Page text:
My parents raised me to be one of the most caring people on the planet. They raised me to be a nurturer and to care about the feelings of every person I encounter. From a very young age I perfected the skill of anticipating the needs, wishes, and desires of my boyfriends, siblings, friends, and family— and it was fuckin exhausting.
While I believe my parents intentions were good; they simply wanted to make sure that they were raising a well-rounded, well liked, and well respected young woman, and not a bratty little psychopath, I feel on some level they did me a great disservice. They didn’t teach me how to care for myself as well as I did other people. They did not teach me how to give to others without giving every part of myself away. I don’t blame them. They can only teach what they know. I constantly watch my mother give herself away to everyone around her, and I’m often her sounding board and confidant when she’s reached her emotional breaking point.
A few years ago I decided to make a change. I decided I would no longer give myself away, piece by piece. It was a good decision, but it wasn’t easy. When you’re in the habit of giving yourself away to others, those others come to expect that behavior from you constantly, and when you attempt to make a change, you are met with great opposition, and often, anger.
When you are a sensitive person or an empath, having someone angry at you feels unreasonably upsetting. You feel guilty. Your mind wants to give in just so you can feel better. You reason with yourself that if you just do what they want, it will be quicker and easier than enduring the discomfort of their upset. Their upset feels to you like standing in the sun in the summer, sans sunblock for five hundred hours.
It took me several years of constant practice to get to the point where I feel like I can help my fellow sensitive ones learn how to care and still not give a fuck. So here are my tips, which I hope offer you much needed relief, comfort, and solace as you go forth on your own human journey.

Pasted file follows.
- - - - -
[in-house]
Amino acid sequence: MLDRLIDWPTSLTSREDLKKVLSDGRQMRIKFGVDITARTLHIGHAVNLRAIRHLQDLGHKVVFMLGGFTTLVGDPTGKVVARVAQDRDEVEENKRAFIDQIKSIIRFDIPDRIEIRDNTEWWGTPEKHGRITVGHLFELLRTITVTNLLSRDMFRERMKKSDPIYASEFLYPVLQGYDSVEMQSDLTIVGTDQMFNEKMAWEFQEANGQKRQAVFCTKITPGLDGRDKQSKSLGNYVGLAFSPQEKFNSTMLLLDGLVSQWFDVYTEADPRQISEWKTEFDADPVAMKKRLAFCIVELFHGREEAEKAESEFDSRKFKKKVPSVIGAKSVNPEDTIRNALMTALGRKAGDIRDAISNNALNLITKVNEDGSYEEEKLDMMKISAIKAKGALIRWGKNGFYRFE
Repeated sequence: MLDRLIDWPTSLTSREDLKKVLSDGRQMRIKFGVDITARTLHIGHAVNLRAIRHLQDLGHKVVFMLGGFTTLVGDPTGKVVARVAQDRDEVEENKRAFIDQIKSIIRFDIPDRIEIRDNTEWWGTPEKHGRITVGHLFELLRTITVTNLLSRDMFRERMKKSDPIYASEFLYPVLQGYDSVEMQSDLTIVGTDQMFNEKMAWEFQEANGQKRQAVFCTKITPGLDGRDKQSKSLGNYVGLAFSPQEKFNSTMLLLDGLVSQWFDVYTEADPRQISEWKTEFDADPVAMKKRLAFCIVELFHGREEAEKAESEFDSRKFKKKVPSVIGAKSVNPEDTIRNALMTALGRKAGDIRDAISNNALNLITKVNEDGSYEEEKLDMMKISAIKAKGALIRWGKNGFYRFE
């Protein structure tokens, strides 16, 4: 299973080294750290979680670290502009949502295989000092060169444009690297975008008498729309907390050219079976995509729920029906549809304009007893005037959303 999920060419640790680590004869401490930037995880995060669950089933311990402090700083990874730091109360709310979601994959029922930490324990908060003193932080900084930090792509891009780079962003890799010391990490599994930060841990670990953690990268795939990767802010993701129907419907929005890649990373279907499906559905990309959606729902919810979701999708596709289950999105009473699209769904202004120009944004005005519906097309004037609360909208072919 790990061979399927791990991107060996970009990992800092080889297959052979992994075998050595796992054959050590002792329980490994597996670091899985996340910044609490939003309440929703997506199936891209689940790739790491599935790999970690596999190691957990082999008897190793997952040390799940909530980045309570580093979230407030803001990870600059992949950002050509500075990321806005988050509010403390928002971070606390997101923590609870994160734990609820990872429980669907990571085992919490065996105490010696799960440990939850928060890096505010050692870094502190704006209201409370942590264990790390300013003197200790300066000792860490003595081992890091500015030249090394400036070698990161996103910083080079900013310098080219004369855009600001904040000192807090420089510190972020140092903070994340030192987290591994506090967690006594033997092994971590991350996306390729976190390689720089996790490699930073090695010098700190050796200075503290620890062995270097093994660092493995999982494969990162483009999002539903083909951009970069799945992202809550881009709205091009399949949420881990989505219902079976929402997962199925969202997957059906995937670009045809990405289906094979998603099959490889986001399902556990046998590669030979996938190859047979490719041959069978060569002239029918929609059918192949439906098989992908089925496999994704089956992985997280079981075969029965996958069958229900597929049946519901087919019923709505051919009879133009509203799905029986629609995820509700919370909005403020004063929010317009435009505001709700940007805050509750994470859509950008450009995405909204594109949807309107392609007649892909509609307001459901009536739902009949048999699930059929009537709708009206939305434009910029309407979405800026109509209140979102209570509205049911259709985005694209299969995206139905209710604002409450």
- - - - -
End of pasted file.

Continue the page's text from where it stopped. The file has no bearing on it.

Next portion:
- Define self love for yourself.
Self-love is a relatively new topic a lot of blogs and magazines write about. You cannot scroll through your Instagram feed without seeing someone’s post about it. But do we even truly know what it means? If we listen to magazines, it often involves a hot bath and an ad for some kind of new fragrance, leg shaving cream, or body lotion. And while all of those things are nice and have their place, each of us must define what real self-love is in more concrete terms.
For me, self-love meant saying no to people who took more than they gave. It meant walking away from toxic friendships, no matter how long we’ve known each other. It also meant not forming new ones. Sometimes it’s hard to let go. Sometimes you will feel lonely, but it’s worth it to have 100% of you.
- When to say fuck you
Sometimes in life, simply walking away accomplishes the self-love you need. And sometimes you need a little extra Oomph to make it stick. I’ve had people in my life who say they mean well, but their actions didn’t align with what they said. When asked to change, they never do. I have decided that good intentions don’t count for shit. Your actions and words must be completely congruent for you to play in my world, and I won’t accept anything less.
It’s amazing to me how many people put up with people who are unkind. Kind Friends, if we stop putting up with that shit, the world will be a much better place. I promise you. Demand that people who claim to love you or want to be your friend raise their standards. We owe it to ourselves.
- When to say fuck No aka No piggy back rides.
I can’t take credit for this one. I stole it from YouTuber Superwoman, Lily Singh, who is for all intents and purposes my spirit animal.
In her book, “How to be a Bawse,” Lily discusses how to deal with people who are your friends and want your “help” with their projects or their careers. Lilly is very successful, so it’s no surprise people around her want to benefit from her success. People are constantly asking her to share their videos with her 11 million subscribers. Lilly has a simple way of dealing with that. She says, no. Now this may seem mean on the surface, but she explains that you really don’t do your friend any service by giving them the elevator to success when you yourself took the stairs. I’m relieved that Lilly addressed this in her book. I’m not nearly as successful as she is, but one day I may be, and now I know how to handle it, and you do too .
- Dealing with the guilt and judgment
After you’ve drawn the line and you’ve made your boundaries clear, you will undoubtedly encounter people who will make you feel guilty or judge you for your choices. For a sensitive person this can be hard. But stay strong my friend. Understand that guilt is a useless emotion designed to manipulate your behavior. Understand that judgment is often unwarranted.
Instead of dwelling in those unproductive feelings, reassure yourself that you’ve made the right choice. Go for a walk, take that bath, watch your favorite show or movie, and just say fuck it.
That’s what I’m gonna do, because somebody somewhere is going to be mad at me about this article. Guess what?
I already don’t care.
I’m self loving over here!
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Jessi Jordan is a dog lover, cat lover, cheeseburger & pizza lover, optimistic multi-potentialite originally from New York City spending her LA days as a Freelance Writer/Photographer/Content Creator waiting to hear from Adele that she is ready to duet with her. She is constantly trying to cure her obsession with run-on sentences.
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